Jon Grinager's 1932 Ford 3-Window Coupe
1932 Ford 3-Window Coupe owned and built by Jon Grinager of Farmington, Michigan. Jon was a sophomore at Farmington High School near Detroit when he bought the coupe in 1956. He brought the car to his school shop class, where he and his teenage friends, over the next few years, transformed the beaten old coupe into a hot rod. During the build, a 1948 Mercury Flathead engine found its way between the boxed frame rails. They used what he had available when they built the coupe, and the inner part of the firewall was made out of an aluminum baking sheet. The tunnel over the driveshaft was a piece of chimney tubing. The vehicle's eye-catching, low silhouette was achieved through a 7-inch channel, Z'd frame rails, and a 4 1/2-inch chop. Rumors persist that the chop might have been the handiwork of Detroit legends Mike and Larry Alexander of Alexander Brothers Custom Shop. According to Jon's nephew and later caretaker of the coupe, Tanner Kucharek, Jon wasn't a member of a club, but he did have a lot of interactions with The Roman's club out of the Detroit-area.
After graduating, Jon went to Vietnam in 1966, often writing home about his beloved boat and hot rod. Upon his return, the car became his sanctuary, aiding him as he battled PTSD. Through the 1970s and 1980s, Grinager modified the vehicle, boring out the 239 Flathead engine to 286 and also upgrading its front suspension to a four-link setup and contemporizing its appearance with a fresh coat of orange paint and lots of chrome.
Abandonment and Rediscovery
Unfortunately, it didn't take long before the new paint began to flake from the metal. Disheartened by the unsuccessful paint job and grappling with PTSD, Grinager ceased work on his hot rod. For 30 years, the car languished at the back of his garage until his passing in 2015. Jon left the old hot rod for his nephews, Tanner and Logan Kucharek, knowing of their great interest in it. "We have since restored it at Brother's Custom Automotive," Tanner told Sondre Kvipt of Kustomrama in 2022.
The Restoration: An Ode to the Past
Under the guidance of Bill Jagenow at Brothers Custom Automotive, the Kucharek brothers' vision for the car began to take shape. They re-engineered and refreshed the 286 Flathead and introduced new components, including custom Offenhauser cylinder heads, a Kiwi L100 cam and new Stromberg carburetors. One unique feature they introduced was using 1941 (Jon's birth year) wheat pennies in the intake manifold exhaust crossover tube to alter the car's exhaust tone. In terms of aesthetics, the brothers opted for Volvo Saffron Metallic paint, a nod to the car's previous bold red/orange hue that it had worn in the 1950s. Jagenow did only spray the basecoat, without a clear or polishing, in order to give it the look of a 1950s driveway paint job. During the restoration, they also integrated contemporary updates, including a 12-volt electrical system, an electric fan, and a new Stromberg E-Fire ignition. Some of the 1980s elements were also scrapped, such as the four-link suspension, which was switched back to split wishbones. It was dressed up with skinny bias-ply Firestone tires that rolled on painted 16-inch steel wheels with 1947 - 1948 Mercury hubcaps.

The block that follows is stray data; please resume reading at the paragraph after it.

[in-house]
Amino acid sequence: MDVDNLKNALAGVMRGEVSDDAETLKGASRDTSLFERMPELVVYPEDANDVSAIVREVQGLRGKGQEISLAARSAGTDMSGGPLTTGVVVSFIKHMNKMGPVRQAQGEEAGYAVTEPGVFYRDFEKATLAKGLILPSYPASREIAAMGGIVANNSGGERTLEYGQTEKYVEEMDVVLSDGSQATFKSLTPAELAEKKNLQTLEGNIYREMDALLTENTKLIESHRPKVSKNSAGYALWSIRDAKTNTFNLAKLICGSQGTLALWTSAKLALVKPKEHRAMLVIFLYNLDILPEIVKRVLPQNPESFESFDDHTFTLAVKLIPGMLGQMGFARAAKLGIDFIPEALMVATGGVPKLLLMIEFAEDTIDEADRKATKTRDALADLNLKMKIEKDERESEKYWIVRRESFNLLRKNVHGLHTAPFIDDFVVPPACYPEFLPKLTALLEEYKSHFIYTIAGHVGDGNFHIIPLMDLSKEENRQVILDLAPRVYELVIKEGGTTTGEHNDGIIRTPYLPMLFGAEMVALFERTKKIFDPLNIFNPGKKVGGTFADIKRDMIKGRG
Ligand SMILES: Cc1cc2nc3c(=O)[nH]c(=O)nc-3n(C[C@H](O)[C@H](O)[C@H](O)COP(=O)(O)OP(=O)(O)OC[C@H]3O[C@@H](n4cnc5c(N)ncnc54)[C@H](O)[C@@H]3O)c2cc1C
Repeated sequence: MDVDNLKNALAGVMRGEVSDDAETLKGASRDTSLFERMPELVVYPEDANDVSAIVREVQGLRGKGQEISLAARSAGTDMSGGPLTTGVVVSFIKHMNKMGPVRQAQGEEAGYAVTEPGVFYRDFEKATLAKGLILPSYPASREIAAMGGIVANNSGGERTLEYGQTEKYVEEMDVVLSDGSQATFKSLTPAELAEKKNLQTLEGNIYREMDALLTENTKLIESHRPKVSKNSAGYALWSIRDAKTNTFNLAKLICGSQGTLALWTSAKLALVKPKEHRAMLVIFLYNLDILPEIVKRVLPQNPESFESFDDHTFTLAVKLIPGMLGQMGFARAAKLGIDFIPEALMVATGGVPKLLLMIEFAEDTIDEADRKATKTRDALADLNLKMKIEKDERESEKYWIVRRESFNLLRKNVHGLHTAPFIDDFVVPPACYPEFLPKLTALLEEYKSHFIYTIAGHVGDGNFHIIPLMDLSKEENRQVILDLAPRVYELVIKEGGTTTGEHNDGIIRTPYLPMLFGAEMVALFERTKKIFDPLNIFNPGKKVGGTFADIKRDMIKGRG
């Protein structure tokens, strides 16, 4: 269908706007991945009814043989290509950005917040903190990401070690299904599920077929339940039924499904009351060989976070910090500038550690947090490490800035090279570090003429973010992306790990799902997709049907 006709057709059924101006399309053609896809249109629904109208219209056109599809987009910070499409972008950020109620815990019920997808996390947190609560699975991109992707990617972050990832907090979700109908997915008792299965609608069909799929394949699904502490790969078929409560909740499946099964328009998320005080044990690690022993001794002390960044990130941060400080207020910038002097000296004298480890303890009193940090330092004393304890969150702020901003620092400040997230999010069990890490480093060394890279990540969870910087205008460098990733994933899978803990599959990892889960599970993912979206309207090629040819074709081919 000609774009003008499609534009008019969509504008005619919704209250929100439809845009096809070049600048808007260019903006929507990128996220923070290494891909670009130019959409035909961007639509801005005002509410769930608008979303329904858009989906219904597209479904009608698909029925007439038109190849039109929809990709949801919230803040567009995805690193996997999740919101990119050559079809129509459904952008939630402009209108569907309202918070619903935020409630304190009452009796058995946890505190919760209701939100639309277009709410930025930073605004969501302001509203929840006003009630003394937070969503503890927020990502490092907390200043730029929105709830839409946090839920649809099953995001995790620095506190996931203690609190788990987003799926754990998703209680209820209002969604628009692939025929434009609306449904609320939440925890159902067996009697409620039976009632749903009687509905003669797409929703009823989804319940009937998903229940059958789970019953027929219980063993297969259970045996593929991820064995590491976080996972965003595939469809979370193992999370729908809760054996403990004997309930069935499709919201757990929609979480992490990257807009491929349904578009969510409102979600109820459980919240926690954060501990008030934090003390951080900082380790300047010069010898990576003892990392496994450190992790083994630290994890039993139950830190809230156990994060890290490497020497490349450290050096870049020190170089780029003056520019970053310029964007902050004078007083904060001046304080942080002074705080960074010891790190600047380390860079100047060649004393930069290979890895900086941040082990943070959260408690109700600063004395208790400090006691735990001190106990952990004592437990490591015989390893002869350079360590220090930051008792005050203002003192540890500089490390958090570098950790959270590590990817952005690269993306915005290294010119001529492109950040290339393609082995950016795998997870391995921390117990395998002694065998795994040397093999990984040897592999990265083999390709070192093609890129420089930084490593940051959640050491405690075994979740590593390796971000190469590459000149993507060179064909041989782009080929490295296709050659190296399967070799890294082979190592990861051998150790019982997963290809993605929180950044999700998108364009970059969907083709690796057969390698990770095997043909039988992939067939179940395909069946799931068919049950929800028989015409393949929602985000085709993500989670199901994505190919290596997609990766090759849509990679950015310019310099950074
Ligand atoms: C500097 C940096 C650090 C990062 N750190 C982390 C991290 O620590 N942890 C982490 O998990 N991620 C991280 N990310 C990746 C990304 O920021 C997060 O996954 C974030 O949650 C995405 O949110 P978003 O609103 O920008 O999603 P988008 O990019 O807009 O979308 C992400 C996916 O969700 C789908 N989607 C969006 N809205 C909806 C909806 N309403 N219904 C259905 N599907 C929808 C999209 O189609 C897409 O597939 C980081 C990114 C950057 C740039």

A Detroit Legend Returns
The response was overwhelmingly positive when the Shop Class Coupe debuted at the Detroit Autorama in 2022. The Kucharek brothers had not only resurrected an iconic vehicle but also continued their uncle's legacy.
A Fitting Tribute
While the car's appearance at the Detroit Autorama was its first public outing since the late 1970s, the brothers' efforts ensure that the legacy of their uncle and the golden age of Detroit hot rodding live on. Tanner and Logan's thoughtful restoration process, balancing historical homage with personal touches, has ensured the Shop Class Coupe's status as an enduring symbol of Detroit's storied automotive past.
The Alexander Brothers Connection
During the restoration, Tanner spoke with the remaining connections to his uncle and his hot rod and learned that it was allegedly chopped at the legendary Alexander Brothers shop in Detroit. "That would have been 1957; the best years of the A Brother's business. The man that told me this worked alongside my uncle in high school on this coupe. He swears by it. The only problem is there is no way to prove that they did the chop. There's no paperwork or mark to authenticate it. The timeline works."
Can You Help Authenticate the Alexander Brothers Chop?
Tanner and Logan have been following every lead they can to authenticate the chop, "however, the brothers have both passed, and we aren't sure where to go from there. We have talked with a few weathered gearheads who agree it looks like an A Brother chop, but no way to confirm." Please get in touch with Kustomrama at firstname.lastname@example.org if you have any leads that could help solve this mystery.
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